People are speculating why Windows Vista is being delayed - yet again. Jim Allchin said in February, "Vista is feature-complete, but the company [Microsoft] still has a lot work to do on it."
Now what do you suppose that means? Well, there are a few things I can think of:
1) Graphics work. The icons still have to be finalized - a lot of them haven't really been modified yet to use the shiny new Vista look-and-feel (i.e. 256x256 PNG icons - which are not compatible with most resource compilers).
2) Textual finalization. Choosing the right words for each dialog and UI element.
3) Documentation additions and changes.
4) Creating a consistent theme throughout every single area, nook, and cranny.
5) Move the Network Identification dialog to yet another obscure location. (Sorry, running joke - each version of Windows seems to move this dialog to a completely new and unexpected location requiring IT admins to play the digital equivalent of hide & seek).
6) Bugs. Zillions of bugs. In fact, the whole OS is one big bug waiting to be exploited by any software company's installer. See, Vista is relying on DirectX's Direct3D for the graphics engine (a.k.a Avalon). Traditionally, DirectX has been an unsupported component of Windows used by bleeding-edge technology such as video games and therefore has had limited exposure to average users. However, anything (including your favorite application's installer) will now crash Vista itself because of DirectX.
The thing is, DirectX is unstable. Take Valve's Half-Life 2/Counter-Strike: Source for example. That game went through roughly FIVE years of development and testing and has heavy dependencies on DirectX. Despite their best efforts, DirectX still freezes and locks up the computer every once in a while. This is the type of lockup where pressing the three-finger salute (Ctrl-Alt-Delete) doesn't do anything...or if it does (e.g. opens Task Manager), you can't see anything. Sometimes DirectX BSODs the machine (haven't played anything that did that for a while now, but it can still happen even with very well written games).
Because Avalon (the brand new graphics engine in Vista written in under ONE year) depends on DirectX, the OS itself is inherently unstable. The only way to fix the problem is to re-write DirectX. From the ground up. See, DirectX is one big hack on top of a bunch of little hacks. These hacks are directly affected by what gets installed into the system. Say, for instance, you use Windows Movie Maker 2 (WMM2) on occasion (e.g. once every 2 months) to handle creating your home videos. Then you install WinDVD or PowerDVD or some other DVD player software. Then one month later you try to use WMM2 and it crashes when you drag something to the timeline. Now, unless you are intimately familiar with the technology of DirectX, you would never realize that WinDVD might have installed ivaudio.ax - a DirectShow (part of DirectX) filter and that it is why putting a video clip on the timeline in WMM2 caused WMM2 to crash.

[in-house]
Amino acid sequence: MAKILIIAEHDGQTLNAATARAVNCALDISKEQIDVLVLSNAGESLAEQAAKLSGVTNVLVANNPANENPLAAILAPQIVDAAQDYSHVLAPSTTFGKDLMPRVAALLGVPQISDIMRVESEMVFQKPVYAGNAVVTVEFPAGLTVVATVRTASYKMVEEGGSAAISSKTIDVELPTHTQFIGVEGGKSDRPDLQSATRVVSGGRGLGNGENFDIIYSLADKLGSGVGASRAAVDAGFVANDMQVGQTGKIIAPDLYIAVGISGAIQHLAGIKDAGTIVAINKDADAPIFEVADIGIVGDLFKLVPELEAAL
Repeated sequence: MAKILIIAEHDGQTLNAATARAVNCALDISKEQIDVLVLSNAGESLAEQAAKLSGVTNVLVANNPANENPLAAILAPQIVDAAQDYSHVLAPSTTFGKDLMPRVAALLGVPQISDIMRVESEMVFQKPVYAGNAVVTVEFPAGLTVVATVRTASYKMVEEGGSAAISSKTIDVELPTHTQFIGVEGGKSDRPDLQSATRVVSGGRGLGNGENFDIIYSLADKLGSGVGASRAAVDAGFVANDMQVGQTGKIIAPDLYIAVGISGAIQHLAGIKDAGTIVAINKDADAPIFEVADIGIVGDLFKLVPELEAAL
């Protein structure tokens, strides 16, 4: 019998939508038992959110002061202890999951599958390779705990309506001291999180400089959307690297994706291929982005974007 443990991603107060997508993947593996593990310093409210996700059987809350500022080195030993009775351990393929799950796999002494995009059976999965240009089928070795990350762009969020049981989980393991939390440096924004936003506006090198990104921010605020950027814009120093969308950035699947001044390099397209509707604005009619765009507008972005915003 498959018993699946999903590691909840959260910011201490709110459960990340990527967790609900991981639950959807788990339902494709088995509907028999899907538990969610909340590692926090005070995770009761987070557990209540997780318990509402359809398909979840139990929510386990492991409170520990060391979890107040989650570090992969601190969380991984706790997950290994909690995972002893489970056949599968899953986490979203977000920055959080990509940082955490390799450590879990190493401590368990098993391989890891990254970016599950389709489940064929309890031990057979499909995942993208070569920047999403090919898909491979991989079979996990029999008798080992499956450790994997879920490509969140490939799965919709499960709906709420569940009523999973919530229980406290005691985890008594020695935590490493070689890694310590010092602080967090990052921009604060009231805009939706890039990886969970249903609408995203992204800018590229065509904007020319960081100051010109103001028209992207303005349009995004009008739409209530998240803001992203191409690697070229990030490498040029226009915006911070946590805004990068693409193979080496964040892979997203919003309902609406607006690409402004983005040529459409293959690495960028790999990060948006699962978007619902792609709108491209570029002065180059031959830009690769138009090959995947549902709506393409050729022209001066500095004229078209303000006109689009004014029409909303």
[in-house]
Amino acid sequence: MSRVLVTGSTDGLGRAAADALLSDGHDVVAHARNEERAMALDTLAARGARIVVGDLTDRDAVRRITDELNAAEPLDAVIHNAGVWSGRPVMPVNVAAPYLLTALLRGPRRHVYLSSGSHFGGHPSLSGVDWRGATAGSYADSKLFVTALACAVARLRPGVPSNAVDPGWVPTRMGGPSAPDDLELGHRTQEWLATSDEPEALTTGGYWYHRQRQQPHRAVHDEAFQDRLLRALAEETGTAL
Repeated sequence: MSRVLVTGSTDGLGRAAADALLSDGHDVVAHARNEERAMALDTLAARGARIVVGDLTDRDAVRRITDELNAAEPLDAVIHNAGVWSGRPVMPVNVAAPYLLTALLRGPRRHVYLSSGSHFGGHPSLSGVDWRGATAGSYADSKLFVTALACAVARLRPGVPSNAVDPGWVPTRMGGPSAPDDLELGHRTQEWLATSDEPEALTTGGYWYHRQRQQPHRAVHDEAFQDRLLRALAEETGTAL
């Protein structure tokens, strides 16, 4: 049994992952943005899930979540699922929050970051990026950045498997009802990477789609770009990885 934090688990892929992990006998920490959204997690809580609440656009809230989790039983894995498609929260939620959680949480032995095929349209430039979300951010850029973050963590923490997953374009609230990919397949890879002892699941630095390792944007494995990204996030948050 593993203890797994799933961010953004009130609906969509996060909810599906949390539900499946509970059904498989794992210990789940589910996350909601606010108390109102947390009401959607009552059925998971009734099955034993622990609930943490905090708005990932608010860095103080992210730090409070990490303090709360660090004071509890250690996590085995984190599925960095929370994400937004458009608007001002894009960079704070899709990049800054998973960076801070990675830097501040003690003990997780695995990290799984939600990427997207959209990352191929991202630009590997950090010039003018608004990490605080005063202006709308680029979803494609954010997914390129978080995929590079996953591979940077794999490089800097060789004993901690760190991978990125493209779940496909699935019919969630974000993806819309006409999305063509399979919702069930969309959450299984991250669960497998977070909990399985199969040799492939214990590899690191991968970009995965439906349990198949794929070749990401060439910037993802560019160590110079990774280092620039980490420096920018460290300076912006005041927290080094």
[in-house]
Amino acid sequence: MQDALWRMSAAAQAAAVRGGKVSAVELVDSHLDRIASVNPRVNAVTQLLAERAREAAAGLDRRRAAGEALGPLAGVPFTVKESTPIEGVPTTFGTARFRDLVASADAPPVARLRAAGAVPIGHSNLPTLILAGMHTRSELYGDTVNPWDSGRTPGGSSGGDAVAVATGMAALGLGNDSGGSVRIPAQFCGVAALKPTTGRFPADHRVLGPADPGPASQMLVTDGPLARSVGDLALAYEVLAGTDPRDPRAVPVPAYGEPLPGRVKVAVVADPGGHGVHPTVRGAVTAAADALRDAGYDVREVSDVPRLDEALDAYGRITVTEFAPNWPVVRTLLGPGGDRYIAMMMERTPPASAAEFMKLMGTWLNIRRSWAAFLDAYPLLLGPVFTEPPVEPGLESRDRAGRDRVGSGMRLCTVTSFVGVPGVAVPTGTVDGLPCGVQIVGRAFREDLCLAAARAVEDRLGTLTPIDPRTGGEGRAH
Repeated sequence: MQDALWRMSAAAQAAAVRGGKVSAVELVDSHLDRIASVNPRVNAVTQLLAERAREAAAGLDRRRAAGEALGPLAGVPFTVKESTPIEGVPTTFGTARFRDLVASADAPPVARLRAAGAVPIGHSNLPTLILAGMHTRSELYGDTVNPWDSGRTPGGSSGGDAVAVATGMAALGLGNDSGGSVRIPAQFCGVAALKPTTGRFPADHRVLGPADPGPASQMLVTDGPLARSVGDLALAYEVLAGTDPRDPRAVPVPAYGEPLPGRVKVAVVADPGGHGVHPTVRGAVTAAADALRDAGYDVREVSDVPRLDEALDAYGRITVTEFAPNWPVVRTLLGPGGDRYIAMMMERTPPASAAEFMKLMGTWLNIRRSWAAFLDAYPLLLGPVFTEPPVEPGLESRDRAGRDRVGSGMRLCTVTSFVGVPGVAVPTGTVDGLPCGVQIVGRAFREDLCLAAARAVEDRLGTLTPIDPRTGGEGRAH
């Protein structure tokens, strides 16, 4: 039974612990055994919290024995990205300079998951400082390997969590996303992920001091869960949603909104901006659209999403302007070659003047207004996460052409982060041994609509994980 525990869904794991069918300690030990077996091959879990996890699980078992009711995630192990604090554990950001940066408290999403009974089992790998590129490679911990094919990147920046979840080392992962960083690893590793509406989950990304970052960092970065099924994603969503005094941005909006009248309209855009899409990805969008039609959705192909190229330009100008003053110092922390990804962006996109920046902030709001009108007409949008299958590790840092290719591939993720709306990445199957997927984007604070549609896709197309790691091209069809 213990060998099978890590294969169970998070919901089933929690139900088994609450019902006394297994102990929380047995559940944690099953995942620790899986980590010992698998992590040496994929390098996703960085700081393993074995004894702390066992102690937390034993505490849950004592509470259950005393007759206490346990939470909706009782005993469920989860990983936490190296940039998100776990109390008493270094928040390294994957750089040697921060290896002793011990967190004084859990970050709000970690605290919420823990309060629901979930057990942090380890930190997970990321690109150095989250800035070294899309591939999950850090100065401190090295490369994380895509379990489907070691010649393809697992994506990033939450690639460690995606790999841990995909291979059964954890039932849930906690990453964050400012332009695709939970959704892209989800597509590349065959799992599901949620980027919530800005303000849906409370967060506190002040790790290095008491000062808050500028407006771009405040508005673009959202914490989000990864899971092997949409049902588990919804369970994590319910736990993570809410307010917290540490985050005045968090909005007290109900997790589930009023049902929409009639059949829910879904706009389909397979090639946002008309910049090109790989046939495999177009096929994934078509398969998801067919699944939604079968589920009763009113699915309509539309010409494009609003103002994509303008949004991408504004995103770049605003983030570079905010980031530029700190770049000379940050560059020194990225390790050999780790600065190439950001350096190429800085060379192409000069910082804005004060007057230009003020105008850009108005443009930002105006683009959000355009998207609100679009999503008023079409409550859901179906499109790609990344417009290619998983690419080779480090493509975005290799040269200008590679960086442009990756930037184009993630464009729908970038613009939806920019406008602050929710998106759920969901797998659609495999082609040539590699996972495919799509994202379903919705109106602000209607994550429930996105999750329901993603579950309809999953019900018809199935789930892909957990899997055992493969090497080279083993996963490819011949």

See what I mean? Simply installing an application has the potential to cause the OS itself to crash with no way to recover it. Microsoft is probably just discovering this...which means that this latest setback is only the first of many. Basically, unless they re-write the underlying technology that drives DirectX, Vista will never get out the door. If they don't re-write DirectX using good software design principles (e.g. see my book "Safe C++ Design Principles") and they still ship it anyway, it will be the Windows Me disaster times 10.
Now, it is important to understand why Microsoft is doing this in the first place. Basically, they wanted to make the first 3D vector-based OS to take out the Flash franchise that Adobe now owns (Adobe, unfortunately, bought out Macromedia prematurely and became Microsoft's new target). Since DirectX already existed, they decided to swap out the existing (and stable) graphics engine for DirectX. It probably only took a couple weeks to actually do the initial beta development to see if it was even feasible. Some idiot in management didn't realize the dangers of dropping in DirectX as the graphics engine and the idea for Vista was born! Is it any wonder that a number of developers left Microsoft? They saw disaster coming and didn't want to be a part of it. Bail while the bailing is good.
7) One last (and highly probable) possibility: Nothing is wrong with the internal Vista schedule. It is being intentionally pushed back because Microsoft has to get a little extra time to deal with the new Adobe/Macromedia merger. Originally, the threat to Microsoft being addressed by Vista was just Macromedia. So now the primary target for Microsoft has shifted to Adobe. Microsoft now views Adobe as the primary threat to the business and they have to figure out how to make Adobe hurt a lot (financially along with their user base). That's going to take some extra time the company hadn't been planning on. It is hardly coincidence that this took place shortly after the Adobe/Macromedia merger was announced. It gets the public eye away from Adobe back to Microsoft. Microsoft is intentionally causing people who need the holiday sales from Vista's release to throw a fit so the company gets free marketing and Adobe is forced to take the sidelines. Remember, marketing is (traditionally) more important to Microsoft than actually making a well-written software product.